Japanese Names - How are they chosen?

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Have you ever stopped to think about the Japanese names and your anthroponymy? Have you ever wondered why names differ so much compared to other countries? It is unusual to find someone with the name of Maria and João in Japan, but it is easy to find Tanaka, Sato, Sasaki and Yamada… But… so what? Do you know where they get these names from and what are their meanings?

A Japanese name called jinmei [人名] is composed primarily of the family name and followed by the personal name or first name. The first name is usually used among acquaintances who have a certain intimacy, or on other occasions.

How do Japanese names work?

  • Japanese names are often written with ideograms known as Kanji;
  • Names can have several different pronunciations and even spellings, since a single Kanji has several pronunciations. Making it normal to create nicknames based on kanji the name;
  • Names can also have several meanings, since a Kanji it can also mean several things, in addition to the meaning of the pronunciation;
  • It is also common for people to write their names in Hiragana according to informality or occasion;
  • Male names usually end in: Ro,To and OK while the female: Ko, At and Mi;
  • It is not common for Japanese to have a surname or middle name;
  • Suffixes or honorary titles, in names, can be very useful, and should not be left aside, to differentiate a word from name, since Japanese names are usually the name of common things;

Read too:
Name of Pokémon in Japanese
Name of kitchen utensils in Japanese

Meanings of Japanese names

Have you ever stopped to think about what meanings of Japanese names? Sometimes people have names of fruits, colors, numbers, but their name does not always mean that. See some examples below:

  • Ichigo - Strawberry
  • Sakura - Cherry blossoms
  • Tsukushi - Weed, Horsetail
  • Nana - Seven
  • Juuichi - Eleven
  • Hisoka - Secret, Reserved
  • Kuro - Black

Did you imagine calling someone strawberry or black? Japanese does not usually have zillions of syllables and variations like Portuguese, so many words resemble others, but it does not mean that if your child is called a strawberry. Ichigo can also mean the first [一護] and not strawberry [いちご].

That's why Japanese people use suffixes like [-san, -kun], so it prevents people from confusing someone's name with fruit or other words.

In writing this confusion does not usually happen, since in most cases Japanese names are written with 2 or more ideograms:

  • Sawako 爽子 - (子 KO - Child.) (爽 Sawa - Happy, refreshing, sweet.)
  • Naomi 直美 - (美 - Mi - Beauty.) (直 No - Frankness, Honesty.)

Not to mention that common Japanese names can be written with other Kanji and have other meanings, however, only one of them is correct. For example Haruma can be written: 

  • 春馬 - (春 - Haru = Spring.) (馬 - Uma = Horse)
  • 春間 - (one can read Haru-Kan.) (春 - Haru = Spring.) (間 - Ma = Time, space)
  • 晝間 (one can read Hiruma)

This varies in Japanese, they can choose one kanji and use another not very common pronunciation, as in the cases above. Another example It's Haruka that can be written = 晴香 / 春香 / 遥 / 遥香 (香 - aroma; smell; incense.) (春 = spring.) (晴 - good weather; cloudy.) (遥 - distance; walking.)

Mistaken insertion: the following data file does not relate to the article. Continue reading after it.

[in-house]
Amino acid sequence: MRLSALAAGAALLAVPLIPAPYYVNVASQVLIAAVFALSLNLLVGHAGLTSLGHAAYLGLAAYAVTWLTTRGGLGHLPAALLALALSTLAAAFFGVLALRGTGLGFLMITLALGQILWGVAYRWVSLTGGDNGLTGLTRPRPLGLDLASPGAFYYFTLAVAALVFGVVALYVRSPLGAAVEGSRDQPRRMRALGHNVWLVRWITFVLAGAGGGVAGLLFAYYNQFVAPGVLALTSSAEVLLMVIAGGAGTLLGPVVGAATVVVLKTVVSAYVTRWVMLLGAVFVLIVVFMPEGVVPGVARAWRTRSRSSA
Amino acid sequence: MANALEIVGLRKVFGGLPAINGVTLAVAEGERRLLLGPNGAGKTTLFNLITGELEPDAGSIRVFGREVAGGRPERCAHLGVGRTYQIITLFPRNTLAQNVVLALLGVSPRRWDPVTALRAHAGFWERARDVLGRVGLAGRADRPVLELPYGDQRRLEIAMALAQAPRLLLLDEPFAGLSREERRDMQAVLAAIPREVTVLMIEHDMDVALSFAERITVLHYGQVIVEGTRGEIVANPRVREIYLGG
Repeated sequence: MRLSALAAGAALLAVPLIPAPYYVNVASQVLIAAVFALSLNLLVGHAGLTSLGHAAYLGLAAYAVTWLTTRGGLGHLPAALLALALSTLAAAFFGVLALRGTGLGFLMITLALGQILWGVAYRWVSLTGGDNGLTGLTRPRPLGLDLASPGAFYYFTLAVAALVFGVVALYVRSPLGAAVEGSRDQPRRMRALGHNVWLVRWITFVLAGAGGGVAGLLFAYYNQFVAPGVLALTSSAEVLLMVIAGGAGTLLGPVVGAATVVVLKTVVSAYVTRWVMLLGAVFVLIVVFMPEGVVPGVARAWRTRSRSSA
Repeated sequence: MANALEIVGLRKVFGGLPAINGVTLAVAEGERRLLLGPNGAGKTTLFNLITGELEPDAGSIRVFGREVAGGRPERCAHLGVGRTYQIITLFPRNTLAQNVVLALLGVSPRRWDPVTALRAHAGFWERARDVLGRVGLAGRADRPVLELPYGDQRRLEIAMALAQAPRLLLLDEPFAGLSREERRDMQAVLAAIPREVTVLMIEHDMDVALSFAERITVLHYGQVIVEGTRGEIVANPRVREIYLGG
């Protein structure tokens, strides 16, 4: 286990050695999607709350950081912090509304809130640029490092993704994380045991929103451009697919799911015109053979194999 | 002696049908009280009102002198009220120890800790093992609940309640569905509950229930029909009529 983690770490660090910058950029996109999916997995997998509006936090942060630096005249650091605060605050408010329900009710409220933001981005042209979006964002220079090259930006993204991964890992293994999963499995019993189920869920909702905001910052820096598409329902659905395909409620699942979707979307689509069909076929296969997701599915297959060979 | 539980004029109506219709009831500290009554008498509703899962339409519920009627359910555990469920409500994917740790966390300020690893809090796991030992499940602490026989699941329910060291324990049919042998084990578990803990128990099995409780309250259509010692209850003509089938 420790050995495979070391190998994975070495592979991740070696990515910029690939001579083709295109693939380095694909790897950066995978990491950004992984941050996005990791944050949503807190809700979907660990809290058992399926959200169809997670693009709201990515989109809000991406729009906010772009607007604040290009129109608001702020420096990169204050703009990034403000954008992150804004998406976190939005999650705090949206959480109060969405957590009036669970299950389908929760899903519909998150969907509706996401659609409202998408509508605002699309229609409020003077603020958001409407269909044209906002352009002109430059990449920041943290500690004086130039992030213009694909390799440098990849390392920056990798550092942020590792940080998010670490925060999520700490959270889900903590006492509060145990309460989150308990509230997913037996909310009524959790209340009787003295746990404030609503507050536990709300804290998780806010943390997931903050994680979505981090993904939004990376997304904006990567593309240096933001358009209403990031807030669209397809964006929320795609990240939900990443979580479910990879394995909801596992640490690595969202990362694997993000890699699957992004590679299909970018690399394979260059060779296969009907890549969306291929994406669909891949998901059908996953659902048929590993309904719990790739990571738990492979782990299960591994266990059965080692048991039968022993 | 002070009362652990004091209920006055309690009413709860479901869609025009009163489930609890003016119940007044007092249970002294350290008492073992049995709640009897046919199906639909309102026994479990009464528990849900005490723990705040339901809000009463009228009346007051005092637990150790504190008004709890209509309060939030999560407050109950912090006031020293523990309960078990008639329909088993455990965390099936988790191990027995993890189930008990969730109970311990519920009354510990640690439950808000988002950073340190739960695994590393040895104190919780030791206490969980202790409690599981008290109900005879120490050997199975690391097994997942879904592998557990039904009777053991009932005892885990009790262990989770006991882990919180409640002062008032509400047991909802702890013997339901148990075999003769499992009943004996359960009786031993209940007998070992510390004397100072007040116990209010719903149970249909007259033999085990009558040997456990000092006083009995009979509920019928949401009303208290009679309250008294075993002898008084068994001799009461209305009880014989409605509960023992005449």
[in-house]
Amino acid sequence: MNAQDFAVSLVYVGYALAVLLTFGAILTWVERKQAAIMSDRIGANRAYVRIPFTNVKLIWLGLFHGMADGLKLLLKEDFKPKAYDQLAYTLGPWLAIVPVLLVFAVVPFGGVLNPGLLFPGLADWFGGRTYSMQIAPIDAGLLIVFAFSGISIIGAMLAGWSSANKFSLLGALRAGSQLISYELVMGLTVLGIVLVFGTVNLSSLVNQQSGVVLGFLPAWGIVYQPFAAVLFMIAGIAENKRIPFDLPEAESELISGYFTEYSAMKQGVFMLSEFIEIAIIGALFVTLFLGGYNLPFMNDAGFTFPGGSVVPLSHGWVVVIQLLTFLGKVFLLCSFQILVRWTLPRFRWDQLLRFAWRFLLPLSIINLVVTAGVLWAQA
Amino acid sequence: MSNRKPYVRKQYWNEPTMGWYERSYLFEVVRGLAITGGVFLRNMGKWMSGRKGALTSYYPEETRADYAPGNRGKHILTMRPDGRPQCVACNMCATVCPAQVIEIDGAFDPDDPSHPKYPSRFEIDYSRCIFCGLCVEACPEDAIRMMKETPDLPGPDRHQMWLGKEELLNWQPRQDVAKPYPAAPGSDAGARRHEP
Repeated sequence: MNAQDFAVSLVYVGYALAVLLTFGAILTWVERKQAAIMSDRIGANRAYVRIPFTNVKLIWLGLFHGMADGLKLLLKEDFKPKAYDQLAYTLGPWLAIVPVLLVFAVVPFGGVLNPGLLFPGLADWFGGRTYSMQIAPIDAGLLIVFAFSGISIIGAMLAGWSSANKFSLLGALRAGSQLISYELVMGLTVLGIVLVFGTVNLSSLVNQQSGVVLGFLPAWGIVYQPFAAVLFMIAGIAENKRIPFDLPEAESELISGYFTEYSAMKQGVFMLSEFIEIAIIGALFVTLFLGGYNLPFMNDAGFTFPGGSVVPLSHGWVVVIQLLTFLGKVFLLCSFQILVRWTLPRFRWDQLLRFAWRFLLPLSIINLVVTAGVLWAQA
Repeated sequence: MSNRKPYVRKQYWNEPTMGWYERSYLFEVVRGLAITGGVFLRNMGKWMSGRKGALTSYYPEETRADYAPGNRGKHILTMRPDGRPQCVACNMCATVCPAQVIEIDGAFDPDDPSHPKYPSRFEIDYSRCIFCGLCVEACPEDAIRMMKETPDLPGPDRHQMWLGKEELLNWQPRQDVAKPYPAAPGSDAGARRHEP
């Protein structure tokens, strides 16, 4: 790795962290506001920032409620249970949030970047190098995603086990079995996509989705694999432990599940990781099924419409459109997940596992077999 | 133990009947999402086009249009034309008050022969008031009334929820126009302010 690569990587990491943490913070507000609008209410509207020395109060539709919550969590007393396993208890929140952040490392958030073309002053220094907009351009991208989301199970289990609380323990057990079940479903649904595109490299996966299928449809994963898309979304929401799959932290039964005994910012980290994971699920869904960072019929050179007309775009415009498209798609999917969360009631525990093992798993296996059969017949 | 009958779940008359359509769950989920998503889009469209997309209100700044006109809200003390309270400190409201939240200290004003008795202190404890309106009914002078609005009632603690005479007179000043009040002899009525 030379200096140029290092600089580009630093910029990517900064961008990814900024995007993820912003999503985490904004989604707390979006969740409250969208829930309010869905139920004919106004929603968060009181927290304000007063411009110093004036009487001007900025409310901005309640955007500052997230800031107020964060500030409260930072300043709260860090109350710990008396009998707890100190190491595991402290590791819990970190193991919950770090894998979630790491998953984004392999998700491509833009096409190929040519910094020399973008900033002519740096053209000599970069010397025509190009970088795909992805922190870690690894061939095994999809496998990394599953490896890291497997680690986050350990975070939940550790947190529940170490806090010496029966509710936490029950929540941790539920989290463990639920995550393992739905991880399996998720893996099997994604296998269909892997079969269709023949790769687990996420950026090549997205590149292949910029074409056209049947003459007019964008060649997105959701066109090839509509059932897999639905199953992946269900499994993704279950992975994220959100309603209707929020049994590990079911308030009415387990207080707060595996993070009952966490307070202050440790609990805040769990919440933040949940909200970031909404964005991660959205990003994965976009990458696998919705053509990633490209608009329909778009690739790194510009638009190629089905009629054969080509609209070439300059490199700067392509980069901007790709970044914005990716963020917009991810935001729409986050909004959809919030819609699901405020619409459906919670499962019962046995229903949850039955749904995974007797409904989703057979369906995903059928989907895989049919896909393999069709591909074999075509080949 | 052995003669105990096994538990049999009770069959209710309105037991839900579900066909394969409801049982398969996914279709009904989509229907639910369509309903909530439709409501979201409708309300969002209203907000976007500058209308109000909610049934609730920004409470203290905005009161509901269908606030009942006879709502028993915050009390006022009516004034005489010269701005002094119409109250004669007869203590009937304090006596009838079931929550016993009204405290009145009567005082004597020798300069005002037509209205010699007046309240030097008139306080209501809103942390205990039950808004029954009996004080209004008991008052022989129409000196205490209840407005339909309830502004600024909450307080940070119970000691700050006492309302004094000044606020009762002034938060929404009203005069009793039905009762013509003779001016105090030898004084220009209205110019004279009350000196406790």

Also, the name Hajime can be written with kanji 始, 治, 初 and many other examples.

It is very complex to understand about the writing of names, an example of this is the surname Saitō. Although there are more than 100 characters that are read as leaves and more than 200 that are read as , only four of these leaves can be used for a surname.

The problem is that each of these characters has a different meaning: the leaves eight-stroke (斉) means “together” or “parallel”, the leaves 11 stroke (斎) means “to purify”. As mentioned, A name written in kanji may have more than one pronunciation, but only one is correct for a particular individual.

For example:

  • 陽翔 -Can be read: Haruto, Hinato, Yōshō ..;
  • 春間 - Haruka Haruma can be read
  • 斉 What is said Hitoshi can be used to write Sato; Saikichi and Others

Your Head must be confused, very confused, and for this reason that the Japanese usually write their names in Hiragana, even in documents there is a space for the name written in hiragana so that we know the right way to say the name. And it is also for this reason that we must use suffixes to avoid being lost.

When someone introduces himself and goes to speak the meaning of the name, he will write his name in kanji, say the meaning, and also say about each kanji used and its meaning. Although it is difficult to understand in the beginning, mainly in the brief form that I explain, I find it beautiful and interesting, your name has several meanings, pronunciations, writings, you can have a lot of fun with it ...

The coolest thing is to know that the name is made up of words that mean common things, although it seems strange to us, being called some fruit or object is totally cool and normal in Japan. If I were to choose a Japanese name, I would like to Tue: Kyouma 凶真 (Can be read Kyoshin.) Which means: 真 - True, Genuine / 凶 - Calamity, disaster, villain…

Of course this is a fool, choosing a name takes time, and it has many options, I would spend years deciding which one is best. Is that you? Which name would you choose?

The video below can help you find more Japanese names and their meanings:

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